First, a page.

The charge that Occupy Wall Street is shot through with anti-Semitism is dishonest and deceptive. But it’s built around a kernel of truth. There are a few Jew-baiters at Zuccotti Park in lower Manhattan, though they are marginal, particularly compared to the large numbers of Jewish activists taking part. Yet the leaderless, diffuse nature of the movement, in some ways its greatest strength, also makes it hard to police bigots, bullies, and cranks. This isn’t just about Jews—Occupy Wall Street’s ability to find some measure of unity and discipline amid a commitment to anarchy will determine whether it is able to grow beyond demonstrating widespread disaffection with the status quo.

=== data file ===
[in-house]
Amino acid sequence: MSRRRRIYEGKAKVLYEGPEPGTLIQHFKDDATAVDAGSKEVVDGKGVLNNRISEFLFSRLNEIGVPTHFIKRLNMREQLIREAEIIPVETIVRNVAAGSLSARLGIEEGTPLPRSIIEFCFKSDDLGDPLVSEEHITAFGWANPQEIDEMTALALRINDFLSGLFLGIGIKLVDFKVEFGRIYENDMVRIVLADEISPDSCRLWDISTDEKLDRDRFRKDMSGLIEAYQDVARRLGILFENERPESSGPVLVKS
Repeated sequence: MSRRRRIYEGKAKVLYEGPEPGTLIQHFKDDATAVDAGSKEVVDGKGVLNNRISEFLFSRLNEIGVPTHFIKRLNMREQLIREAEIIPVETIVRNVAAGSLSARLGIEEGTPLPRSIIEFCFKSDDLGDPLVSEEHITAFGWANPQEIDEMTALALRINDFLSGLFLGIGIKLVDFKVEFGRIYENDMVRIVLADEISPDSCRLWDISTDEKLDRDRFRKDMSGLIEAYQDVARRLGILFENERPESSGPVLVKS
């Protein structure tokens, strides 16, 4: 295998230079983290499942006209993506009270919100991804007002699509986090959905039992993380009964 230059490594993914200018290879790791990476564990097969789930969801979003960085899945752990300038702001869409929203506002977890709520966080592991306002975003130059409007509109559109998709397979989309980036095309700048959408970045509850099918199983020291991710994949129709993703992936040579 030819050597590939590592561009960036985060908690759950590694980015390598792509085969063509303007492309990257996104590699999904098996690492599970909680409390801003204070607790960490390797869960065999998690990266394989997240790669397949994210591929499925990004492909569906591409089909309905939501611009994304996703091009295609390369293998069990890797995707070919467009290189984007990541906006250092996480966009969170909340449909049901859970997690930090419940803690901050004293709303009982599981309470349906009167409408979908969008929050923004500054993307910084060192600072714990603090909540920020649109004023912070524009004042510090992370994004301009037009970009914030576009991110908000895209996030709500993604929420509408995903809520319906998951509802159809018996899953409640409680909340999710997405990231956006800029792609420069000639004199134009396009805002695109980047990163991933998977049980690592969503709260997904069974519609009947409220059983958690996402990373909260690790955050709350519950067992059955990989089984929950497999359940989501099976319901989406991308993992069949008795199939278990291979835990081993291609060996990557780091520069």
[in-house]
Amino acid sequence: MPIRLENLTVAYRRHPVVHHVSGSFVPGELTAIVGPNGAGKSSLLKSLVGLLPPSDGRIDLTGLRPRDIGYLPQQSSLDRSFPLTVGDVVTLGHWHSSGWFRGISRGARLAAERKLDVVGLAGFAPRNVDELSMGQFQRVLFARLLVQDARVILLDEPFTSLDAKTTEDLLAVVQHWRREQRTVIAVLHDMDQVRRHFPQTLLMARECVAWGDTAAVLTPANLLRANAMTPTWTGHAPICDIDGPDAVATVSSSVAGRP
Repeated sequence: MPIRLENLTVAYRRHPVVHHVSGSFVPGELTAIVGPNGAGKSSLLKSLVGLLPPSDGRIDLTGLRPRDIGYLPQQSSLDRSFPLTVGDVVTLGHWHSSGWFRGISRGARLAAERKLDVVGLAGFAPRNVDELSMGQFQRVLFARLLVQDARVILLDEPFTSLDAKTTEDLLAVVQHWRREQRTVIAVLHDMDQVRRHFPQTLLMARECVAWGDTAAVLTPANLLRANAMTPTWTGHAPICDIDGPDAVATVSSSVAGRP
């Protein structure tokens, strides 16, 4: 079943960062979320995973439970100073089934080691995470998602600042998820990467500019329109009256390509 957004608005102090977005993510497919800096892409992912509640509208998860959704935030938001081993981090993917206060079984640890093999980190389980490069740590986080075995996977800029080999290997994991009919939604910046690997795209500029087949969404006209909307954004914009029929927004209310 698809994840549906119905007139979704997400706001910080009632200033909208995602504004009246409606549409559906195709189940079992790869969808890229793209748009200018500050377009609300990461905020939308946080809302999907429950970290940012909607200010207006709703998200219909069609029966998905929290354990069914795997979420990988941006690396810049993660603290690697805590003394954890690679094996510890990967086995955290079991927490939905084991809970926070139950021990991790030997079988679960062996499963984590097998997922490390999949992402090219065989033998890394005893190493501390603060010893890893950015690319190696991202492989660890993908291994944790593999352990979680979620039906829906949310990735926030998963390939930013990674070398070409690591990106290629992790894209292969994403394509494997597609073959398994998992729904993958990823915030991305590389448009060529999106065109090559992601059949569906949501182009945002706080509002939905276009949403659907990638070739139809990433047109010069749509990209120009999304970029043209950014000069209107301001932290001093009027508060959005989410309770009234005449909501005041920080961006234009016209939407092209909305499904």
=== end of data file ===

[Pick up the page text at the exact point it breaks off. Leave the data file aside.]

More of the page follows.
Occupy Wall Street, as you’ve surely learned by now, is organized, for lack of a better word, around non-hierarchical principles derived from anarchist thought. Decisions are made by consensus during interminable general assembly meetings, in which anyone can participate. So far, this model has fostered, for the most part, a spirit of volunteerism and cooperation. The occupied site itself, full of grimy tarps and sleeping bags and people who’ve been braving the elements for weeks, looks bedraggled, but it’s actually pretty efficient. Free food is prepared and served, donated blankets and clothes are given away to all who need them, and a first-aid station deals with minor medical issues. When the private company that owns the park threatened to evict the occupation to conduct a cleanup, the ad-hoc community mobilized to clean it themselves, depriving authorities of a pretext to get rid of them.